Just Announced: Philippians Sermon Series

Summary: Jesus knew you even when you were under the fig tree.

Jn. 1:43-51 ”Are You Under the Fig Tree?”

According to the Christian calendar, last Sunday was the first Sunday after Epiphany, which was celebrated on Friday, January 6.

The word Epiphany means “to show”, “to make known” or “to reveal”. And during these weeks between Epiphany and Lent, we will be continuing to look at the life of Jesus as He reveals the will of God the Father through His words and actions.

If we had celebrated Epiphany on January 6, then our focus last Sunday would have been on the baptism of Jesus Christ. It’s important to note this event though because many place the start of Jesus’ time of ministry at the baptism.

In our text this morning, continuing the theme of Jesus’ more public ministry, John tells us how Jesus has begun to gather disciples to follow Him. Just a few verses earlier, in verses we didn’t read, Jesus walked past John the Baptist. As He does so, John cries out, “Look the Lamb of God”.

Upon hearing this, two of John’s disciples follow Jesus. These two are Andrew and Peter. The next day, Jesus finds Philip and says simply, “Follow me”. And John records that Philip went with Jesus.

And I’ve always thought there must have been something incredible about the person of Jesus that caused these three men to jump up and join Him. I’ve often wondered exactly what that was. What about Jesus caused these men to leave everything in order to follow Him?

Was it a charisma? Was it the way He carried Himself, confident and sure? Was it the way He spoke or the message He taught?

In this passage, though, we find more than three men following Jesus, for John also records a conversation that takes place between Philip and his friend Nathanael.

First, recognize that Philip saw in Jesus or found in the relationship He was beginning to have with Him, such positive results that He went to find His friend, for John records that “Philip found Nathanael” and then he told his friend about Jesus. “We have found the one Moses wrote about in the Law, and about whom the prophets also wrote—Jesus of Nazareth, the son of Joseph."(v. 45). Nathanael was probably understanding that what Philip was speaking about was having found the Messiah, the Promised One.

But Nathanael has his own ideas about what the Messiah is supposed to be like and one thing is clear, He isn’t supposed to come from Nazareth. We see Nathanael’s own prejudices coming out as he says, “Can anything good come out of Nazareth?” Nazareth, at this time, was probably a tiny little out of the way sort of town. Not much took place there. It wasn’t, according to the understanding of the Israelites supposed to be Nazareth but rather Bethlehem where the Messiah was found. So once again, Nathanael expresses his understanding of the deeper significance of what Philip is saying to him.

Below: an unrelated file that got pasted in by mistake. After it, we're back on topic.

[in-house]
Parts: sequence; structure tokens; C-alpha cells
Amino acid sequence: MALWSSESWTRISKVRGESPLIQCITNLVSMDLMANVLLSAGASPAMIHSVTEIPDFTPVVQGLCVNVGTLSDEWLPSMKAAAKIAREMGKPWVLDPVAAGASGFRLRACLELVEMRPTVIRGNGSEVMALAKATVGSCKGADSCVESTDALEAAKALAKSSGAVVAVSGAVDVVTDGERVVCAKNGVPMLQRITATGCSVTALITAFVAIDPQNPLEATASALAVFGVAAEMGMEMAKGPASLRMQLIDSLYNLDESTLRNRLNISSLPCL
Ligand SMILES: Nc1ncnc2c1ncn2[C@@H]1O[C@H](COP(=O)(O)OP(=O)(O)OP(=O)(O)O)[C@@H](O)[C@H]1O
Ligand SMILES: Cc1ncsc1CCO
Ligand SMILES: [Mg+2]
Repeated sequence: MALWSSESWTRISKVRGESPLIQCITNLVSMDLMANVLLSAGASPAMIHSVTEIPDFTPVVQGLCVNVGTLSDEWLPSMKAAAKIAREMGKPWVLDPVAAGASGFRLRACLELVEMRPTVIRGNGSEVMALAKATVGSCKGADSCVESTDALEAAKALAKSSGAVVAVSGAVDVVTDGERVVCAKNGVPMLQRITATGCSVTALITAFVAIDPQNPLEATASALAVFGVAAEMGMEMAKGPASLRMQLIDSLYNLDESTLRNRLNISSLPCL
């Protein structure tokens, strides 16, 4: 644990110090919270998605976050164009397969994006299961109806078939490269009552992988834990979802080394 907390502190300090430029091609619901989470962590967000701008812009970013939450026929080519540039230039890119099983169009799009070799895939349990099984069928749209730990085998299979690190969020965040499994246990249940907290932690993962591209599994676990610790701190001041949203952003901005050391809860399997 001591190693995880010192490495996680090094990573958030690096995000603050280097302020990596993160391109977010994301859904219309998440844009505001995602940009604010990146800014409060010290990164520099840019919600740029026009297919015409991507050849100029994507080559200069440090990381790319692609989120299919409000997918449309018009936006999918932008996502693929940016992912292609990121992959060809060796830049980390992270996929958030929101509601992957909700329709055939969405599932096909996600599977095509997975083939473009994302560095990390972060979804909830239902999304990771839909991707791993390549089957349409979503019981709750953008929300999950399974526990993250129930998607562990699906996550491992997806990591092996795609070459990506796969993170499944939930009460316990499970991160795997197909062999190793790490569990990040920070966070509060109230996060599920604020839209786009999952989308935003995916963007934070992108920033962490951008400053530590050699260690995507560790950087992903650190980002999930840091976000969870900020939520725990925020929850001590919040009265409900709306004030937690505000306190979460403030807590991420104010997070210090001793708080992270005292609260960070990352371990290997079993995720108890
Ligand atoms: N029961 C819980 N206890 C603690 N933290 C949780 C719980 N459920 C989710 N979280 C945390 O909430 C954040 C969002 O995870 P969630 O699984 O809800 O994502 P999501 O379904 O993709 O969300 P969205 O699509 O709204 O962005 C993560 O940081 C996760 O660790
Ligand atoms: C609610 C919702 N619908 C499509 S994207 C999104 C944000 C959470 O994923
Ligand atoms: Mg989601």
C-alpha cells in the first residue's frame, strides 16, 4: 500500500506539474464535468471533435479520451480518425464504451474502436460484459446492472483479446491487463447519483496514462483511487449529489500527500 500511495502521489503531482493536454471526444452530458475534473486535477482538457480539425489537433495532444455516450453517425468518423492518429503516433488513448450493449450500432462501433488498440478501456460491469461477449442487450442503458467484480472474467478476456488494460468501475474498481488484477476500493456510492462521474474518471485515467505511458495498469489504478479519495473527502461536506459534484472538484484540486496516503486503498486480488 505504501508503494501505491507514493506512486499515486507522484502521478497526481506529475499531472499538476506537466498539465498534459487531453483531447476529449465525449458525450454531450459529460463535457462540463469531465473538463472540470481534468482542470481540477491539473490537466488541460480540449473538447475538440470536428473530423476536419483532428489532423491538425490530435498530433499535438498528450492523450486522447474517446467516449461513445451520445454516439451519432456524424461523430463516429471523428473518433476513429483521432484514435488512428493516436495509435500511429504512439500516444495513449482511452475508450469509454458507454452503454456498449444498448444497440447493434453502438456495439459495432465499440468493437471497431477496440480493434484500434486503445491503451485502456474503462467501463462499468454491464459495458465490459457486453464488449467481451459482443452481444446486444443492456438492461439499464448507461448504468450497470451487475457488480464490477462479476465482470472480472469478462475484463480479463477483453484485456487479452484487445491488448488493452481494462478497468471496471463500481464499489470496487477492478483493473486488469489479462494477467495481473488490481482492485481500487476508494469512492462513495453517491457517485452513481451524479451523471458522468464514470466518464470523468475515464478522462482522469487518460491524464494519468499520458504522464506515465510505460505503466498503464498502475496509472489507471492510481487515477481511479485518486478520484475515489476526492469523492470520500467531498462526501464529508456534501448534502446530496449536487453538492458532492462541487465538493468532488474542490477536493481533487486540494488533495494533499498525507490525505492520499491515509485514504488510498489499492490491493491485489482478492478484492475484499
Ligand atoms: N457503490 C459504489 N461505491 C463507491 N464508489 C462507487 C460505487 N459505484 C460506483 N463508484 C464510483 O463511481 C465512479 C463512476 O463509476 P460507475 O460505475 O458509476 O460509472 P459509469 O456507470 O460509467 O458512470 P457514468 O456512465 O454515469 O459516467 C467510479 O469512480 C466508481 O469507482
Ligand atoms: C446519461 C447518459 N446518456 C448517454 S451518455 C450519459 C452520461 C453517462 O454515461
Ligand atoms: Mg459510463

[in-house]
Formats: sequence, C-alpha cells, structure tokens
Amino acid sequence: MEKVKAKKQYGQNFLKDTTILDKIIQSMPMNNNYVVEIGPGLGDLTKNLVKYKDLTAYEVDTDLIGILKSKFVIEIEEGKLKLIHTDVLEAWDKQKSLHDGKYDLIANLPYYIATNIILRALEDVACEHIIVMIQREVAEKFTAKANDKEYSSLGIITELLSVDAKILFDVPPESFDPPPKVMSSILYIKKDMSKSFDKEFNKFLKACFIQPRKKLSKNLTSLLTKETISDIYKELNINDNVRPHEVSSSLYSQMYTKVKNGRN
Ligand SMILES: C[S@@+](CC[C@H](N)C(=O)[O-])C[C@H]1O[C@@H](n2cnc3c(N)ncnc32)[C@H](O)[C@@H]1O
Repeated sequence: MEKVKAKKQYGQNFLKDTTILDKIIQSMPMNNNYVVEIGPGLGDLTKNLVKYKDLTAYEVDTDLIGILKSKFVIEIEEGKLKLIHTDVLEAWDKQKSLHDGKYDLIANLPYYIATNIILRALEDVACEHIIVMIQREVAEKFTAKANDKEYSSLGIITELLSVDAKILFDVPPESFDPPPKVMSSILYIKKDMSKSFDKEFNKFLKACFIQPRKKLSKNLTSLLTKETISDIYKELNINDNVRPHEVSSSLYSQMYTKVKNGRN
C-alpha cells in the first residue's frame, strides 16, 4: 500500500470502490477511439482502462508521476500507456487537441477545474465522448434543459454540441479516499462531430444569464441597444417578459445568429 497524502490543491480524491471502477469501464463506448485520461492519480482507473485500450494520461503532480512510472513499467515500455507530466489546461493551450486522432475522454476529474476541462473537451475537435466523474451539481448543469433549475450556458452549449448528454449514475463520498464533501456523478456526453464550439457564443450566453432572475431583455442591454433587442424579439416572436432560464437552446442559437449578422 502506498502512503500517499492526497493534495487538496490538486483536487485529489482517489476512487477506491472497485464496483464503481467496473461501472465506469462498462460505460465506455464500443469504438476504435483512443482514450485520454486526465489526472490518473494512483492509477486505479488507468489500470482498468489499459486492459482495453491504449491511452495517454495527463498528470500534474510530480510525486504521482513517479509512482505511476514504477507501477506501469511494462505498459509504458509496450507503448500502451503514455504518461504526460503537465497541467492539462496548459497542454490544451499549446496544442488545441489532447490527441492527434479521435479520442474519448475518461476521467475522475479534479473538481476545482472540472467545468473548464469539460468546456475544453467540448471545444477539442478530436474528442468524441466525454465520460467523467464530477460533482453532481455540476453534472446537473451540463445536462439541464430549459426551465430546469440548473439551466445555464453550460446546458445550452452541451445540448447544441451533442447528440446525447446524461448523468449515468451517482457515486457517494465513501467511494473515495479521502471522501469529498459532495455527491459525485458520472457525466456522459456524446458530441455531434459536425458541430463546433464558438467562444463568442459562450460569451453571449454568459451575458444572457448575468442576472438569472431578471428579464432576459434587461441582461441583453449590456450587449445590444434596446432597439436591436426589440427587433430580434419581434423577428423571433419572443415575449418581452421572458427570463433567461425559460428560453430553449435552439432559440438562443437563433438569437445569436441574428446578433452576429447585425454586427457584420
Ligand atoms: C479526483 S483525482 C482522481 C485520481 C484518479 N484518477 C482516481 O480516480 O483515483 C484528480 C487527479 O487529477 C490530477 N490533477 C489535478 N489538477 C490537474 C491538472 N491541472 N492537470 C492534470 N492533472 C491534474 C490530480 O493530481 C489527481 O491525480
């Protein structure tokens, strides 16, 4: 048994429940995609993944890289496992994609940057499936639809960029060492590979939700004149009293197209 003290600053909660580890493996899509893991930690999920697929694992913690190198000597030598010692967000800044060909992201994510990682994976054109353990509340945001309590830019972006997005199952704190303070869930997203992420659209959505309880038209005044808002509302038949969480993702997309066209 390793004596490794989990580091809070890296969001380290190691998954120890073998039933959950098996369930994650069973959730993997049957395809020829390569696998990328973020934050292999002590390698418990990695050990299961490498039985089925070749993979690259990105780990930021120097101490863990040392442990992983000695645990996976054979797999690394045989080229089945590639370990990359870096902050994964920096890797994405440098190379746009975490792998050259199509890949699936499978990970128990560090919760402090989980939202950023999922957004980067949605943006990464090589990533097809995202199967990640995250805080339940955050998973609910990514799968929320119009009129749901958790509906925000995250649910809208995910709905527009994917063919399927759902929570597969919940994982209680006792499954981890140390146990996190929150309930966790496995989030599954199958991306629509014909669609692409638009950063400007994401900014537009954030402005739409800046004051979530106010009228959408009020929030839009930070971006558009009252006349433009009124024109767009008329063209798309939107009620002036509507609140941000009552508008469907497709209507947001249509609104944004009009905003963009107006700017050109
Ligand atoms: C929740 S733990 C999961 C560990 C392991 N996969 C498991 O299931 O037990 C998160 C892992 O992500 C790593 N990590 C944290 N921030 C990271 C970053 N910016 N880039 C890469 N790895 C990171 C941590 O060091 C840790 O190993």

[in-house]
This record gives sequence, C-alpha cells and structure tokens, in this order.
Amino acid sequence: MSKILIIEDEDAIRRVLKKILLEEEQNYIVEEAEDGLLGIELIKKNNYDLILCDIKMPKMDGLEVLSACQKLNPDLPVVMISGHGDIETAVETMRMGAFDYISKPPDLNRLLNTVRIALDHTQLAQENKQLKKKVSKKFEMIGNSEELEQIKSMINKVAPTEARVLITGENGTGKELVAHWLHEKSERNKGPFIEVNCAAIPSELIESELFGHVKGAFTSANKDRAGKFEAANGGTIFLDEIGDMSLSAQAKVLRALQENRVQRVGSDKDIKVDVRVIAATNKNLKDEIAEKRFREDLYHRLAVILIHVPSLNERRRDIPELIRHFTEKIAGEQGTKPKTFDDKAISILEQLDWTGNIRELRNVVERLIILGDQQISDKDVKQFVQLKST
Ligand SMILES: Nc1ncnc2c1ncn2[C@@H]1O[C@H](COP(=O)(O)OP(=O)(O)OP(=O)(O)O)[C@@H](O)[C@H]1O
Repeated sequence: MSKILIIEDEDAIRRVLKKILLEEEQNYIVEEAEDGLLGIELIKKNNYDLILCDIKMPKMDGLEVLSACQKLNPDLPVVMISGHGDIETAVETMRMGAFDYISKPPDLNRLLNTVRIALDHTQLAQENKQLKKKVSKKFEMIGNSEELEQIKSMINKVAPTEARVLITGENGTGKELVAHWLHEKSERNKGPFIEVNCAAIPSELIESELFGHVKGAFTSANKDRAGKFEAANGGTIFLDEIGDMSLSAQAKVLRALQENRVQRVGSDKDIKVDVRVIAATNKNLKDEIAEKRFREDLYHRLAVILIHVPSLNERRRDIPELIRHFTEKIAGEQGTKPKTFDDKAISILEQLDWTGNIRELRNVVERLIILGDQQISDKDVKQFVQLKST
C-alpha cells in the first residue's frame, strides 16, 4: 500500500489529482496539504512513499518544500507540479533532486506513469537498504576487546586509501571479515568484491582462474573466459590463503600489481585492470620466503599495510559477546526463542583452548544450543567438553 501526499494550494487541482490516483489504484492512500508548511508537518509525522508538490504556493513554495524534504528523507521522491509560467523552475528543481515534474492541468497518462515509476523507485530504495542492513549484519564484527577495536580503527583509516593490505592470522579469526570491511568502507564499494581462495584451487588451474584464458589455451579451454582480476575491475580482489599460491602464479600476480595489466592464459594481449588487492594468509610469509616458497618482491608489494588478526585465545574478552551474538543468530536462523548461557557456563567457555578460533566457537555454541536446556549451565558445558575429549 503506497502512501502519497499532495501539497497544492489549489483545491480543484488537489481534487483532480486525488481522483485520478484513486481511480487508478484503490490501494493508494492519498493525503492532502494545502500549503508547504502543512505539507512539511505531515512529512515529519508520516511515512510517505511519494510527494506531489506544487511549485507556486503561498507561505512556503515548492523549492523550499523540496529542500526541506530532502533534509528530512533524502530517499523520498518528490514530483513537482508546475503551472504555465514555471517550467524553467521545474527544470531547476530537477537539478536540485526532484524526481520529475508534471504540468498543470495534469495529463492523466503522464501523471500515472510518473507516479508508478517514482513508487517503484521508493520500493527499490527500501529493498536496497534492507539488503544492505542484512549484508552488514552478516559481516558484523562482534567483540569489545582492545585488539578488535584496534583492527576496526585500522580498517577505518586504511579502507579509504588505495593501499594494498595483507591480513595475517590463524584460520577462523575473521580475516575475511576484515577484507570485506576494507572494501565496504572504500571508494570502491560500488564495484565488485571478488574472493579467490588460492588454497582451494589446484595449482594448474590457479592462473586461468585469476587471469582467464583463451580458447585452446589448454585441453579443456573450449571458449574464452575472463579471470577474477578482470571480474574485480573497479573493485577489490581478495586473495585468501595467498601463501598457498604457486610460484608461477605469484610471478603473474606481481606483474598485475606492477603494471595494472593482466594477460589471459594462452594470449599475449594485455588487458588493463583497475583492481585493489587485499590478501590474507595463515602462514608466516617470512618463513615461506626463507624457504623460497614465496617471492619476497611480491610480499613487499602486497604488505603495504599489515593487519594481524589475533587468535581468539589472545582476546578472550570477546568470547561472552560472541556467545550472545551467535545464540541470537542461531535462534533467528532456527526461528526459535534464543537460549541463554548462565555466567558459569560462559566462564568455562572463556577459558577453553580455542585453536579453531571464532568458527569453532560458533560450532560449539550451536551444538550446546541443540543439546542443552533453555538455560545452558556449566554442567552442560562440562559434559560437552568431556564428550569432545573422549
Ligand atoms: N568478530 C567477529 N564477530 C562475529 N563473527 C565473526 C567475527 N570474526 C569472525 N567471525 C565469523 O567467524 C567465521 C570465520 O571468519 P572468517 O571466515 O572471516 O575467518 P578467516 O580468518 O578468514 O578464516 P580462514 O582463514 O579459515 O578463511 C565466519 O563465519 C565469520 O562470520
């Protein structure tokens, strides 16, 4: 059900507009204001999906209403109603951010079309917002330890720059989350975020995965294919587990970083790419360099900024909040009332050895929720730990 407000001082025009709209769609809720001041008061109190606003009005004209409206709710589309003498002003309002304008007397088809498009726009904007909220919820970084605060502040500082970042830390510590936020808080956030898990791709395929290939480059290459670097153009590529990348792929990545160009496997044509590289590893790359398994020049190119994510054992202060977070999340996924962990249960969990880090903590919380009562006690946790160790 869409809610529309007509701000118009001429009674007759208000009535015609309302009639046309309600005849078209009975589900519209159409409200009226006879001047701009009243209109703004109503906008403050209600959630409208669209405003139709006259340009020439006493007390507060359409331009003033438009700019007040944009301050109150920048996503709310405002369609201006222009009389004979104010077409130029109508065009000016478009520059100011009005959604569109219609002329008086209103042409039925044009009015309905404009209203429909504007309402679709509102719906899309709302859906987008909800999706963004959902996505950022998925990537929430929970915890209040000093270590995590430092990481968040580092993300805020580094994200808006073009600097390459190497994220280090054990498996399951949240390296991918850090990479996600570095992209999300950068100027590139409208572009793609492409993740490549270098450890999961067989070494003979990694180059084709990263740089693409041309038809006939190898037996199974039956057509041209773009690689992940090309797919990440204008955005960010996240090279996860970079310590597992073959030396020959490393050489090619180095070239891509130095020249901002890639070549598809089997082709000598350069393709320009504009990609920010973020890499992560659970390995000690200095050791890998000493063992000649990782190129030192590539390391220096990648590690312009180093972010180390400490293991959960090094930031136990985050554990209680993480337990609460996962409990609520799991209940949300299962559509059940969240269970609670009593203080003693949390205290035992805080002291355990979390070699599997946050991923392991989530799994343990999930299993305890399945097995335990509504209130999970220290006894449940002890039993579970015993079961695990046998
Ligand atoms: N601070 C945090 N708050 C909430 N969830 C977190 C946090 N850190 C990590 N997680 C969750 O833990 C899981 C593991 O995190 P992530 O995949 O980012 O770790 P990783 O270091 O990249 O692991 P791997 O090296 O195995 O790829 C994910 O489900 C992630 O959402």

Nathanael’s response is saying, this can’t be the one. Philip, you must be mistaken. He can’t really be the Messiah.

And Philip responds simply, “Come and see”.

Nathanael goes with Philip and when He comes close to Jesus, we hear Jesus proclaim, "Here is a true Israelite, in whom there is nothing false."

What’s obvious about this statement is that Jesus sees into the heart of Nathanael. He sees Nathanael’s true character. What isn’t clear, however, is whether this statement is to be a compliment or a criticism.

It sounds like a compliment. Jesus is affirming that Nathanael is true to His cultural identity, an Israelite and is true to his heart, “in whom there is nothing false”. Nathanael is s straight shooter. He says what he means and he means what he says. We heard it just a little bit ago, “Can anything good come out of Nazareth?”

But it could also be a criticism, and I almost think it is, that Nathanael is more concerned about “right religion” than he is about the needs and hurts of others. That if Jesus were to tell the story of the good Samaritan right now, that Nathanael would have to identify himself more with the ones who passed by in order to not be contaminated than to identify himself with the one who stopped. I mean, he obviously comes with certain prejudices and beliefs about what Nazareth has to offer for him.

Whatever the point of Jesus’ comment, whether compliment or criticism, Nathanael is surprised by this revelation of himself. Christ has painted Nathanael perfectly. Perhaps he is surprised that someone whom he has never met knows him so well. That Jesus recognizes the inner workings of his heart, even the things which Nathanael has tried to hide from himself, which peaks Nathanael’s interest and causes him to ask, “How do you know me? How do you know who I really am? How do you know my true self?”

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